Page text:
Green Chevra

 

 

Our Mission

To work with the congregation to develop an environmentally sustainable synagogue, community, country, and world, guided by Jewish values.

 

 

 

Climate change demonstrators
 

What the Green Chevra Does

  • Collects leftover food from Shabbat Kiddush and donates it to the Open Arms shelter
  • Oversees recycling of plastics at Shabbat kiddushes and Judaica Craft Show
  • Offers educational programs on topics such as plastics and the environment, renewable energy in the US and Israel, and climate change
  • Presents annual Tu B’Shevat seders, linking Jewish spiritual traditions to environmental concerns
  • Sends BAS reps to environmental demonstrations such as the People’s Climate March
  • Works with BAS administration to make sure the synagogue building follows best environmental practices

What You Can Do

  • Help to deliver leftover Kiddush food to the Open Arms shelter (reduces waste, performs a mitzvah). Click here to volunteer.
  • Recycle at shul and at home (reduces waste)
  • Don’t idle your car (reduces greenhouse gas emissions)
  • Bring your own cup to Kiddush and meetings (reduces waste and use of resources)
  • Carry a refillable water bottle, instead of a plastic throwaway
  • Carry a reusable tote bag, instead of a plastic throwaway
  • Help to create and present Green Chevra programs
  • Attend Green Chevra programs to learn more about environmental issues and what you can do about them

 

 More actions you can take to help the environment:

 

  • It's a new state law: Used electronics (TVs, computers, fax machines, CD and DVD players, etc.) must be recycled. Click here to find out how and where.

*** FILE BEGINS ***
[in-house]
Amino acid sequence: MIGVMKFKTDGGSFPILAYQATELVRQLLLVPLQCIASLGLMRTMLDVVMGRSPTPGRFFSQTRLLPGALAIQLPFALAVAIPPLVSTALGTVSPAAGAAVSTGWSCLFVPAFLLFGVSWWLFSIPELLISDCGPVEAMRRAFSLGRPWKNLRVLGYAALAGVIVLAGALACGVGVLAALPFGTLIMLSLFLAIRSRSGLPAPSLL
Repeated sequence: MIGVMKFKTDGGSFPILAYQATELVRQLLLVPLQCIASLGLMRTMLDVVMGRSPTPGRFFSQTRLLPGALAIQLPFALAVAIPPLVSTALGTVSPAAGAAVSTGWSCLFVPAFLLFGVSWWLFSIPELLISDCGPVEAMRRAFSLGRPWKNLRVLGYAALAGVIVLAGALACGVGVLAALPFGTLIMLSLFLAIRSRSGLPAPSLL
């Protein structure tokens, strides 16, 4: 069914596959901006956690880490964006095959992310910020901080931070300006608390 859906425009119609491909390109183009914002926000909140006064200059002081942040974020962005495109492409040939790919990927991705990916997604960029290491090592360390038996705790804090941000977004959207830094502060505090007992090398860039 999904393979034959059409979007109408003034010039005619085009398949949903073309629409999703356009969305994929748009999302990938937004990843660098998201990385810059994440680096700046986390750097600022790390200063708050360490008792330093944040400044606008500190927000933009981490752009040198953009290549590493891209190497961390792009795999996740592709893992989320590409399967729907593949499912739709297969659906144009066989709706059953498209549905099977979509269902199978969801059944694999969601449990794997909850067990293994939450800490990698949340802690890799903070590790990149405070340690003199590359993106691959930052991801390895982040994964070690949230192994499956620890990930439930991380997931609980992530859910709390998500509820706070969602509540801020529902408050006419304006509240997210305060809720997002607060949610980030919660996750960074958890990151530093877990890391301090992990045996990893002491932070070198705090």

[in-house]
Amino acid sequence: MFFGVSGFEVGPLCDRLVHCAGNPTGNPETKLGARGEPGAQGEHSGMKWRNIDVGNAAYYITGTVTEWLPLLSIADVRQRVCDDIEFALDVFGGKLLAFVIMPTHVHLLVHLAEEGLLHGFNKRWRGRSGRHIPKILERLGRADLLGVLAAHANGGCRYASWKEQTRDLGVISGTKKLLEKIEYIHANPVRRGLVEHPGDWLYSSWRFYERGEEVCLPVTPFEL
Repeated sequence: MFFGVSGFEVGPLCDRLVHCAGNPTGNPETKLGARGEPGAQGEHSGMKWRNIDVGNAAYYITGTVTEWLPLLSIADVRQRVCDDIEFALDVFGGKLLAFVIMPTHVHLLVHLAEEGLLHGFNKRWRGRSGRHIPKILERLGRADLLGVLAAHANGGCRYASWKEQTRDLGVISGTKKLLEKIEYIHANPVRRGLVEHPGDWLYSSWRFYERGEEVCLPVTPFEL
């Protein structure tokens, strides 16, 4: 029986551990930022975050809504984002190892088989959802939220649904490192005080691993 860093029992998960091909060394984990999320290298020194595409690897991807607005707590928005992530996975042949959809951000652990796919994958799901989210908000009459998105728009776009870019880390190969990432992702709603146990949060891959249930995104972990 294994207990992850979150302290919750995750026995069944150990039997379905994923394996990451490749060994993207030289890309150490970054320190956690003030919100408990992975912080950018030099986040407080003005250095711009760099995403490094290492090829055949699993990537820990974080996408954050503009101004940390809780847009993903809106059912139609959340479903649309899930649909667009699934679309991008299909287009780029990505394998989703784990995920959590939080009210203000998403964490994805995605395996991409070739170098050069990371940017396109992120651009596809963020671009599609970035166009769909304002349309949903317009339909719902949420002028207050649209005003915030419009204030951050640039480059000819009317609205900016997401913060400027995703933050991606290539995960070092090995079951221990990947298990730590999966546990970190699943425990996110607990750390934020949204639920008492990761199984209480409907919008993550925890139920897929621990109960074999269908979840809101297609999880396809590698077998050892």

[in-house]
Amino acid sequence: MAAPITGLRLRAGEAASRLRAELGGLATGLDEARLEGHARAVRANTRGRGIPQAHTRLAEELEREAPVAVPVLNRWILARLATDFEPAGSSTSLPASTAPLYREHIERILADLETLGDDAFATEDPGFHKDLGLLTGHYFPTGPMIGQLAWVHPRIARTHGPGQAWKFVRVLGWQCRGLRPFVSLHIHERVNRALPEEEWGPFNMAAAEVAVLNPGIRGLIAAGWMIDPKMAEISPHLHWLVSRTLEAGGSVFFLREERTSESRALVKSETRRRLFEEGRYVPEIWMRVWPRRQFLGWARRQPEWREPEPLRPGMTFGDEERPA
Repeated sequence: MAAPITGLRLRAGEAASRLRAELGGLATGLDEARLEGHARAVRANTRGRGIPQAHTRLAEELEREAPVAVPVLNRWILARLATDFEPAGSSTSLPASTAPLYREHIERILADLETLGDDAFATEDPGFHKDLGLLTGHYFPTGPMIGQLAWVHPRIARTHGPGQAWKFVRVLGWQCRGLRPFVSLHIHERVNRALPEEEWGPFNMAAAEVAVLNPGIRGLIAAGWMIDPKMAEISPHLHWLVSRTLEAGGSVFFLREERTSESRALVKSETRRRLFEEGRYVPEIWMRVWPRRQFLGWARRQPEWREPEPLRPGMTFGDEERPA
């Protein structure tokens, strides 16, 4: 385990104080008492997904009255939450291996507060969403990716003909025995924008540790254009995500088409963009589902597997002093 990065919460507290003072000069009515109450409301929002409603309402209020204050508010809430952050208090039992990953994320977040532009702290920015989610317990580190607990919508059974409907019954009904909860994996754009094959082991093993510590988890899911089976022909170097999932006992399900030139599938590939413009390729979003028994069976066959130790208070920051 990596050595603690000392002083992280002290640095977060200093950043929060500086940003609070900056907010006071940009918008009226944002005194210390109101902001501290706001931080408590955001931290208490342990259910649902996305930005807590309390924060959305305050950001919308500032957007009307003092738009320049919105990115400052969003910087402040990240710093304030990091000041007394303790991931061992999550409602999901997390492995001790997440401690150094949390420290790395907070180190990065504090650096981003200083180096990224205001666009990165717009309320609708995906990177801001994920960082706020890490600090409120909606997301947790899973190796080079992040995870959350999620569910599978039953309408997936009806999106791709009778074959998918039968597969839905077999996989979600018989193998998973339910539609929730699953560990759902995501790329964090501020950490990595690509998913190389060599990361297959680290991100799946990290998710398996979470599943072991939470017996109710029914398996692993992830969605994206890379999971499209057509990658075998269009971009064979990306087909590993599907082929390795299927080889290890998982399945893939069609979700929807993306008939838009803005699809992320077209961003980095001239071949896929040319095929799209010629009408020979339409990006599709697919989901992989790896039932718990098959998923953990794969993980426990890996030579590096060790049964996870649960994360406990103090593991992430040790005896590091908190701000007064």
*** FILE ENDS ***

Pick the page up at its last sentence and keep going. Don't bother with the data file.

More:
• Make sure your home is properly insulated and seal off drafts. The plastic film on windows is inexpensive, easy to install yourself and very effective.
  • Turn it off!  Don't let your car idle. You'll save money and gas and avoid pollution and car wear-and-tear.  Example: 10 seconds of idling uses more gas than restarting. 
  • Use fewer paper towels and use more cloth dishtowels, dishrags and sponges  Why?  Our forests are being clear-cut for paper, and being replaced by monocultures.  Without the resilience of bio-diversity, the new forests are subject to disease, drought and infestation.
  • Switch to LED light bulbs. LED's save a lot of money and typically use 5-15% of the energy and last longer than normal incandescent lights. They do not have the mercury that compact florescent lights have.
  • Bring your own take-home containers to restaurants.
  • Consider composting your kitchen wasteLearn more.
  • Save on electric bills: Turn off computers at night and when going on vacation.
  • Keep old clothes and bedding out of the waste stream. Donate them or, if they're in poor condition, bring them to the Gedney Recycling Yard in White Plains or the Spin Green Bin at the Greenburgh Nature Center in Scarsdale.
  • Don't throw out old furniture. If it's still usable, donate it to the Furniture Sharehouse.
  • Try drying your laundry outdoors on sunny days. 
  • Switch your electricity supplier (ESCO) to a sustainable one like Ethical Electric.  It may be cheaper than Con Ed and supports the emerging wind energy industry. 
  • When going away for more than a day, turn the hot water heater to Vacation setting and turn your cooling system to its highest setting in summer and your heating to its lowest setting in winter.
  • Do not flush unused medications down the toilet!  The chemicals pollute our waterways.  Bring them to the County Household Materials Recovery Facility. Or, deliver them downtown White Plains.
  • Raise your thermostat in summer. Most homes will feel comfortable at 78°. Supplement with small fans as needed.
  • Bring reusable picnicware to potlucks.
  • Buy recycled paper products and help save forests and prevent the destruction of biodiversity.  
  • When buying a new car, get the most fuel-efficient possible.
  • Take shorter showers.
  • Pack lunches in reusable containers.  Buy snacks in bulk and send them along in a reusable container.
  • Lower your thermostat in winter. Many people find 65 or 66 degrees Fahrenheit adequate. Sweaters and warm clothing are cheaper and more environmentally sound supplements than burning fossil fuels.
  • Run dishwashers and washing machines only when full.
  • Buy environmentally friendly cleaners for your home and clothing.
  • Don’t buy new clothing or goods if you don’t need them.

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